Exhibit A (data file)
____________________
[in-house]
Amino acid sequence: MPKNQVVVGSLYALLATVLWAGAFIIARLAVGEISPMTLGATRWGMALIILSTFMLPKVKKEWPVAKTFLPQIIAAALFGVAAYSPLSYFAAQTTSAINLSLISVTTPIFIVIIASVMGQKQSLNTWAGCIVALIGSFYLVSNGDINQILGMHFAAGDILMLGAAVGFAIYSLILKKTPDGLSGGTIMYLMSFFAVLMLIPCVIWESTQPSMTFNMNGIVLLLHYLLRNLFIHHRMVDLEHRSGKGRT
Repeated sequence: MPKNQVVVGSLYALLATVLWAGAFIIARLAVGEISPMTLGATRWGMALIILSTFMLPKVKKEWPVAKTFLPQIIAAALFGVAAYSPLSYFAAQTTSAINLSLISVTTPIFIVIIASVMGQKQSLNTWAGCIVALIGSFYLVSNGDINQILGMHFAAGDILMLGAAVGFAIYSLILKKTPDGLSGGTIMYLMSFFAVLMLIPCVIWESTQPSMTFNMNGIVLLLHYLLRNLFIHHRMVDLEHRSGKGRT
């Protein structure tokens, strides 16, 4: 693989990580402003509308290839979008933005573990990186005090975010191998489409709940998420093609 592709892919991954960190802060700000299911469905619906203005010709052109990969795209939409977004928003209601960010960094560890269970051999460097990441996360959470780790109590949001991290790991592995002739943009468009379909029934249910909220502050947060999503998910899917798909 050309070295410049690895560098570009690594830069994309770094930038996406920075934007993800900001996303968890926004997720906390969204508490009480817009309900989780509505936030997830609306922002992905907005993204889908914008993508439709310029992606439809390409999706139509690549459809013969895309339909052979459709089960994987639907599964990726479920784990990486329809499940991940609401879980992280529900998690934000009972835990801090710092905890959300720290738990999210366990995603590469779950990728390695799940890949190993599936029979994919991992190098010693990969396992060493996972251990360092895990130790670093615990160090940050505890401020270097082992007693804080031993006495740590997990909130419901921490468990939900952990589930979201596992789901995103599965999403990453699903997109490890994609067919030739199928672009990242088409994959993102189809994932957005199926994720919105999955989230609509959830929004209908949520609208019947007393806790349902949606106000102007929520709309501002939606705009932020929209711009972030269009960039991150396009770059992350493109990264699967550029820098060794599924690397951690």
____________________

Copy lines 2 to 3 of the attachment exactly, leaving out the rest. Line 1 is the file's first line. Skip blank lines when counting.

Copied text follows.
Amino acid sequence: MPKNQVVVGSLYALLATVLWAGAFIIARLAVGEISPMTLGATRWGMALIILSTFMLPKVKKEWPVAKTFLPQIIAAALFGVAAYSPLSYFAAQTTSAINLSLISVTTPIFIVIIASVMGQKQSLNTWAGCIVALIGSFYLVSNGDINQILGMHFAAGDILMLGAAVGFAIYSLILKKTPDGLSGGTIMYLMSFFAVLMLIPCVIWESTQPSMTFNMNGIVLLLHYLLRNLFIHHRMVDLEHRSGKGRT
Repeated sequence: MPKNQVVVGSLYALLATVLWAGAFIIARLAVGEISPMTLGATRWGMALIILSTFMLPKVKKEWPVAKTFLPQIIAAALFGVAAYSPLSYFAAQTTSAINLSLISVTTPIFIVIIASVMGQKQSLNTWAGCIVALIGSFYLVSNGDINQILGMHFAAGDILMLGAAVGFAIYSLILKKTPDGLSGGTIMYLMSFFAVLMLIPCVIWESTQPSMTFNMNGIVLLLHYLLRNLFIHHRMVDLEHRSGKGRT